‘Henry’s Barmy Army’: rowdy weapon in British star’s Wimbledon triumph | Wimbledon 2023

new balance

A secret weapon is handy for a crunch Wimbledon match, and for the young British tennis star Henry Searle it came in the form of a joyously rowdy group of Midlanders, who lived every shot with the 17-year-old and cheered him all the way to victory in the boys’ singles final.

The 50-strong “Henry Searle Barmy Army”, decked out in matching T-shirts that they got a courier to deliver to the pub they were sitting in the night before Sunday’s final, cheered every point, rose to their feet at every winner and generally behaved like this was the top game of the day, not the small matter of the men’s singles final between Novak Djokovic and Carlos Alcaraz.

Searle powered his way to a rambunctious 6-4, 6-4 victory against the fifth seed Yaroslav Demin, hitting nine aces, the fastest of which was recorded at 134mph (216km/h), faster than anything Djokovic has managed this tournament. And there were barely a break in play that was not punctuated with cries of, variously, “Keep it rollin’, Hen!”, “Come on big boy!” and “Light the candle!”

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The unseeded teenager became the first British winner of the boys’ event since Stanley Matthews Jr in 1962. And he did it without dropping a set, adding his name to an illustrious list that includes Wimbledon greats Roger Federer, Björn Borg, Martina Navratilova and Serena Williams.

After he had won the second set to rapturous cheers from his troupe, a rather shell-shocked Searle thanked the crowd, his family and – naturally – his Barmy Army, and said he would try to keep his head during the added attention that this win would inevitably garner.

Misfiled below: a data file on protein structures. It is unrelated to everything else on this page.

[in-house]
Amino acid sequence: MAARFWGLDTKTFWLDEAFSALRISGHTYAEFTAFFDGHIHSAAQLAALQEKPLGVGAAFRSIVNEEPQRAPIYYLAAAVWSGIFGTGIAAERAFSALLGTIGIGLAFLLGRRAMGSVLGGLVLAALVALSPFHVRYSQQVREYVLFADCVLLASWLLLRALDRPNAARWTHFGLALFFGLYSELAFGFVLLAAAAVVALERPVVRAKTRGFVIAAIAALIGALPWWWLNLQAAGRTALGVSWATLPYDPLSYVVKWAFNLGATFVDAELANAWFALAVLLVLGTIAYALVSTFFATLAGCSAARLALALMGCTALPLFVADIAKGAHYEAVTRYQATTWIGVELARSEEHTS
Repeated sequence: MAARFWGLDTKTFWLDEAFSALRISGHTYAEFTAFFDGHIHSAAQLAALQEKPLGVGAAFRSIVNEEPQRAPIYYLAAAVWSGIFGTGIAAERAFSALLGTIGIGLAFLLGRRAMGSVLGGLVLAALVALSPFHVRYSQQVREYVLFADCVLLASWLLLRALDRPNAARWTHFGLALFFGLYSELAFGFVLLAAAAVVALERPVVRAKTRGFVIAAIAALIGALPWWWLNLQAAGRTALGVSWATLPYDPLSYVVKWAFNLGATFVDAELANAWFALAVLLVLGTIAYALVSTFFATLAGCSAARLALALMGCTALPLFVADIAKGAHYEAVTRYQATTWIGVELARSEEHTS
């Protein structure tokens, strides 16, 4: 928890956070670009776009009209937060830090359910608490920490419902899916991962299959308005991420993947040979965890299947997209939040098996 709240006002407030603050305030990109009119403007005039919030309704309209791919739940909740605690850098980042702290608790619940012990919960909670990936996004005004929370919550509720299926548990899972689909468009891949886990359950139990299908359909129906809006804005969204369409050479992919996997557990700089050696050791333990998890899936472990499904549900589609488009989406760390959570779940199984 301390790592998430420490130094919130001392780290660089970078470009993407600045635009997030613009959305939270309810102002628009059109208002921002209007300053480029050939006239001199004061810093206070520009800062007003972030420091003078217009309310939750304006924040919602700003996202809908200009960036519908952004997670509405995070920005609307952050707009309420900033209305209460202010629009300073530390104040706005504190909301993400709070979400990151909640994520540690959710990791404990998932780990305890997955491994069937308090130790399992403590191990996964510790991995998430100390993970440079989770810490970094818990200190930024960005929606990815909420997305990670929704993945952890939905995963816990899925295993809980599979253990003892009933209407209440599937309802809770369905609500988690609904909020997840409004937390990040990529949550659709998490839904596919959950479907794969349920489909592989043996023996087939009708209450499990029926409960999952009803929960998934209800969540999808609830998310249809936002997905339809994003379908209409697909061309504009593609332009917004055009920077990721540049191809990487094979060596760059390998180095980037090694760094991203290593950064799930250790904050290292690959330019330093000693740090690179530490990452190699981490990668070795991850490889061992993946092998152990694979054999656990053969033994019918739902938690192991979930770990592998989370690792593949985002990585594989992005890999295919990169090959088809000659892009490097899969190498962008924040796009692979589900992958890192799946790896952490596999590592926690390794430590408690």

Henry Searle holds the boys’ singles trophy at Wimbledon
Henry Searle is the first British winner of the boy’s singles at Wimbledon since the son of the former footballer Stanley Matthews. Photograph: Shaun Botterill/Getty Images

“It’s a pretty special feeling,” he said. “It’s not going to come too often so I’m going to enjoy it. It was amazing being out on this court today.”

The celebrations carried on in the stands, and looked likely to continue into the night. Searle’s brother and mother were overwhelmed with emotion, while others in the group were crying and hugging with abandon.

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Nick Morris, who coached Searle when he was younger, had almost lost his voice by the end of the match. “It’s just incredible, the dedication he has put into this and the hard work – we’re just so happy to see him play like this,” Morris said.

The young champion’s promise was apparent from an early age, he said. “He’s always been unbelievable, always really competitive and he shows real attention to detail.” Asked what his hopes were for Searle, Morris said: “If he can stay healthy and fit, the sky’s the limit.”

The supporters’ troupe only decided to get T-shirts made at the last moment, making an express order of 30, which they paid an Uber driver to deliver to them in a pub last night, said one of Searle’s group.

They were also asked, in vain, to calm down at one point by a steward. “He said ‘quieten down’, but who cares,” one of the group said. “We didn’t listen.”

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Back in the Midlands, members of the Wolverhampton lawn tennis and squash club, where Searle still continues to play, said they were “over the moon” with his Wimbledon triumph.

Marc Hughes, 57, the general manager of the club that Searle joined at the age of two and a half, said everyone at a “rammed” screening of the match was proud of his performance.

“We run a junior performance programme and Henry comes down and hits with them, the guy’s just won at Wimbledon, two weeks earlier he was hitting with the juniors, that’s the sort of guy he is.” Hughes said.

Outside No 1 Court after the match, Searle’s Barmy Army huddled together and chanted “champion” before following up with “we are Wolves” – the football club the new Wimbledon champion and many in this group support.

One of the group called out from the back of the huddle: “To the bar!” Searle’s brother, Oscar, was pulled into repeated selfies with spectators, despite his insistence that he was, in fact, not Henry. Encouraged by the group, he posed for pictures anyway – and the cheers continued.

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